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Focus: Manufacturing

Feature Article from Our Supply Chain Trends and Issues Subject Area - See All

From SCDigest's On-Target E-Magazine

June 5, 2012

 
Supply Chain News: US Manufacturing Still Strong in May, ISM Report Says, Though a Couple of Worrying Signs

 

Manufacturing Expands for 34th Straight Month, New Order Grow, as US Looks Like Island of Strength in Global Sea of Concern

 

SCDigest Editorial Staff

At a time of growing economic uncertainty, driven in large part by continued troubles in Europe relative to sovereign debt, the Purchasing Managers Index for May released last week by the Institute for Supply Management showed generally strong if somewhat mixed results, as from our view manufacturing continues to lead the way in the US economy.

SCDigest Says:

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Especially impressive was the new orders index, which at a level of 60.1 percent in May was an increase of 1.9 percentage points when compared to the April reading .

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The headline news was that with a level of 53.5, the US PMI was over the 50 mark that eparates expansion from contraction for the 34th consecutive month, though some market watchers were concerned that the May level was down 1.3 percentage points from April's reading of 54.8. That means that while the manufacturing sector is still growing, it is growing at a slower rate than the previous month.

The PMI in all its forms is what is called a "diffusion index," a statistical technique used to represent patterns of change.

The actual score for each discrete category such as production, new orders, and others are calculated by taking the percentage of respondents who say activity is increasing and adding it to half the percent of those who say the area has stayed the same. The full PMI is calculated by average of five of these seasonally adjusted averages. (See Understanding the PMI and other Indexes from the Institute for Supply Management.) ISM does not break out what percent said a metric was increasing versus the percent saying things have stayed the same or decreased.

All this in the context of a US and global economy that appears to be weakening once again. Earlier in the week, for example, the Dept. of Commerce revised down an already modest 2.2% growth estimate for Q1 to just 1.9%. That as the PMIs for China and India in May were also both relatively weak, while many Euro nations are in recession given all the financial problems over there.

All told, it looks to us like US manufacturing is remaining strong even as the non-manufacturing economy wobbles.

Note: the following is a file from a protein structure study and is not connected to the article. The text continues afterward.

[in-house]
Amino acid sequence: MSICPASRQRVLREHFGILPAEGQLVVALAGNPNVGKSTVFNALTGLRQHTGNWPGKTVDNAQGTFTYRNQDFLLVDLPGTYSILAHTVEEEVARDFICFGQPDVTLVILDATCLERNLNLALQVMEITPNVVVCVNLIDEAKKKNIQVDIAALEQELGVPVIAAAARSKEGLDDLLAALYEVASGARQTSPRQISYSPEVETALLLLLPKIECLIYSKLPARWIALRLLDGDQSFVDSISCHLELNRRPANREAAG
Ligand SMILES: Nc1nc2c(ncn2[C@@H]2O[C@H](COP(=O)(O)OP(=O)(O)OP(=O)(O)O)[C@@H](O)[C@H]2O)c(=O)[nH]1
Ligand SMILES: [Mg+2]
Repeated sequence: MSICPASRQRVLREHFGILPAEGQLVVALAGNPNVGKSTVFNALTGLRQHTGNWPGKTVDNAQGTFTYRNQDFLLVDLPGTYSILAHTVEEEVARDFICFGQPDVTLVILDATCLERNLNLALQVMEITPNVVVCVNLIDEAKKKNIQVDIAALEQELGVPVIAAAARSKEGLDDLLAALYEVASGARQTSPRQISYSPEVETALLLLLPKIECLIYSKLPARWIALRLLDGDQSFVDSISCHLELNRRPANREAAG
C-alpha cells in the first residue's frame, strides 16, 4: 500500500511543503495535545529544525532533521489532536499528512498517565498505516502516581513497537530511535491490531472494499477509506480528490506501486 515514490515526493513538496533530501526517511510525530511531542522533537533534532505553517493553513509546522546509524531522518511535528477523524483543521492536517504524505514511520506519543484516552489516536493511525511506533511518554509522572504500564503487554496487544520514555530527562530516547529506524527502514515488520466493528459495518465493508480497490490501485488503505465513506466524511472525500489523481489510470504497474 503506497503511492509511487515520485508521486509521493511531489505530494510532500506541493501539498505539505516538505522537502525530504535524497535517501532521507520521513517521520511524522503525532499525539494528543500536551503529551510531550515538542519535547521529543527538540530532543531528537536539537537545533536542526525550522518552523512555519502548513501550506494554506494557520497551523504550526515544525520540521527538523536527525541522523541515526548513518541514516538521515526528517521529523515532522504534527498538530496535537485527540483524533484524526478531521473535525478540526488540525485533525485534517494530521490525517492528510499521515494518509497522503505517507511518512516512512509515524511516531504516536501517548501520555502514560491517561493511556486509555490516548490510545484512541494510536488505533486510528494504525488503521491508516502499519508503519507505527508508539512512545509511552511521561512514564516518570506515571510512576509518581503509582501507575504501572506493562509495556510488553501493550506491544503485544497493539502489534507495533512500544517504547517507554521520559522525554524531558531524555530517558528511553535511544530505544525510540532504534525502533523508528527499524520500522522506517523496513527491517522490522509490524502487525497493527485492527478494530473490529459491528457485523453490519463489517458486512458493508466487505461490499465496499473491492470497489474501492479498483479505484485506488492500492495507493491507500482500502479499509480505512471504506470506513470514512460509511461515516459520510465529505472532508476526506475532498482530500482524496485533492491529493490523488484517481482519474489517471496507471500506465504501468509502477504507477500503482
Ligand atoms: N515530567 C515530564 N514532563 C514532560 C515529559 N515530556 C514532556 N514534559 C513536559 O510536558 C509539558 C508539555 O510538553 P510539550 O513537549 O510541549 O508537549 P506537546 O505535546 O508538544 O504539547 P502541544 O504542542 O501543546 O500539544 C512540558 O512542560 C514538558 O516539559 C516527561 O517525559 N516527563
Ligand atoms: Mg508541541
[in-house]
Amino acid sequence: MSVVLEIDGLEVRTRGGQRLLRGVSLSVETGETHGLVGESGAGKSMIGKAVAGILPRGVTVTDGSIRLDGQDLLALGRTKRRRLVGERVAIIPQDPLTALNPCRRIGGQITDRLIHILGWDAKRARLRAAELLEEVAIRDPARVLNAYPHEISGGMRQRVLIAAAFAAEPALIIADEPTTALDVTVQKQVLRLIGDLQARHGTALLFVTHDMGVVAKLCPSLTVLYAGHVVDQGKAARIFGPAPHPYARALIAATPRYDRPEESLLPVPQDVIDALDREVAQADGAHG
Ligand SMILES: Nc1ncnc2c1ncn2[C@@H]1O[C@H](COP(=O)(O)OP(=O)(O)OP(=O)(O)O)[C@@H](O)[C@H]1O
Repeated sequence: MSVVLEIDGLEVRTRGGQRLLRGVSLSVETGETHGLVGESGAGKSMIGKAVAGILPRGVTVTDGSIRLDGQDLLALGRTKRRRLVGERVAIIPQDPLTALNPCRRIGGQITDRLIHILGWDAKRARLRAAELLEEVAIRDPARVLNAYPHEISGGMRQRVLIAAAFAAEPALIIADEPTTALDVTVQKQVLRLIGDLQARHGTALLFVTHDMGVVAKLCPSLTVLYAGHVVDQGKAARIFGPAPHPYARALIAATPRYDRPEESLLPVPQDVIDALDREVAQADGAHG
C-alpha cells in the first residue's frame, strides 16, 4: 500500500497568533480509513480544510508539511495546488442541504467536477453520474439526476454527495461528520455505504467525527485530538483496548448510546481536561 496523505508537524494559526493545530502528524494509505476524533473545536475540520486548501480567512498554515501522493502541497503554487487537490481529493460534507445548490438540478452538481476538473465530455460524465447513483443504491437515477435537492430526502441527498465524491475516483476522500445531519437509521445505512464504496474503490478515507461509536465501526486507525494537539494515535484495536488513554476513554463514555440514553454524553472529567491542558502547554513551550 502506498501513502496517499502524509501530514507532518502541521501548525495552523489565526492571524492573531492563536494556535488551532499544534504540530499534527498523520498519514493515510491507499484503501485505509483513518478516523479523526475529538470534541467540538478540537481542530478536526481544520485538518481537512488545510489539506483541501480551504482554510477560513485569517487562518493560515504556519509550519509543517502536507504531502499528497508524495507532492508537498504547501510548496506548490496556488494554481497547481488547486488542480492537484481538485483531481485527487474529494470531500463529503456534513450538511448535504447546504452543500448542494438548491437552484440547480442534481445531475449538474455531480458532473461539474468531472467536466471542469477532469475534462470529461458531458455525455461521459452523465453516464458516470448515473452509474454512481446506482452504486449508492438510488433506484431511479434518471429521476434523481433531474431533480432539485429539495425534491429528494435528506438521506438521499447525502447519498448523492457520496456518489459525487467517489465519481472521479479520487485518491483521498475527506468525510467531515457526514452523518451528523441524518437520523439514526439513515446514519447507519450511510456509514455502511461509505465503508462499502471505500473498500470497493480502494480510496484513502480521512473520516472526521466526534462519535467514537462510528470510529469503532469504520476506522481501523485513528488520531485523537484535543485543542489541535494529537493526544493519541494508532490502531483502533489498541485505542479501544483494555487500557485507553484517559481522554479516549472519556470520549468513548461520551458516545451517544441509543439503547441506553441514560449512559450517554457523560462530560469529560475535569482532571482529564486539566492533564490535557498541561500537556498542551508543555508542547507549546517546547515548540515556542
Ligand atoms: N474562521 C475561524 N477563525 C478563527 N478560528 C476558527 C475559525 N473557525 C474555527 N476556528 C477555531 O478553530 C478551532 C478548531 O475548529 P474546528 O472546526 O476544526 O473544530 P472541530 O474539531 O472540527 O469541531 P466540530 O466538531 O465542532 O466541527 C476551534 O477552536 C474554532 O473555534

US PMI from Mid-2007 to May, 2012

 

 


Source: YCharts


In total, 13 of the 18 manufacturing industries tracked by ISM reported growth in May, in the following order: Nonmetallic Mineral Products; Furniture & Related Products; Apparel, Leather & Allied Products; Miscellaneous Manufacturing; Primary Metals; Electrical Equipment, Appliances & Components; Fabricated Metal Products; Machinery; Textile Mills; Paper Products; Computer & Electronic Products; Printing & Related Support Activities; and Chemical Products. The four industries reporting contraction in May were Plastics & Rubber Products; Petroleum & Coal Products; Food, Beverage & Tobacco Products; and Transportation Equipment.

Especially impressive was the new orders index, which at a level of 60.1 percent in May was an increase of 1.9 percentage points when compared to the April reading of 58.2 and represented the 37th consecutive month that index has been over the 50 mark, as shown in the graphic below (the chart does not include the May level.)

However, in a sense, the report showed some areas of weakness. Inventories showed contraction for the second straight month and three of the past four, with one month just exactly at the 50.0 level.


(Manufacturing article continued below)

CATEGORY SPONSOR: SOFTEON

 

Especially impressive was the new orders index, which at a level of 60.1 percent in May was an increase of 1.9 percentage points when compared to the April reading of 58.2 and represented the 37th consecutive month that index has been over the 50 mark, as shown in the graphic below (the chart does not include the May level.)

 

New Manufacturing Orders Received Through April, 2012

(May Rose to 60.1)

 

 

Source: ISM

 

However, in a sense, the report showed some areas of weakness. Inventories showed contraction for the second straight month and three of the past four, with one month just exactly at the 50.0 level.

More consequentially, Prices Paid dropped a dramatic 13.5 percentage points compared to fall to a level of 47.5, versus the April reading of 61. While manufacturers are surely happy for the lower input costs, slowing demand for raw materials, especially from China, has to be a worrisome sign for the economy.

All told, US manufacturing still seems to be an island of strength amid a global sea of turmoil. Whether that will continue through the summer months is the trillion dollar question.

Any reaction to this latest PMI data? Let us know your thoughts at the Feedback section below.


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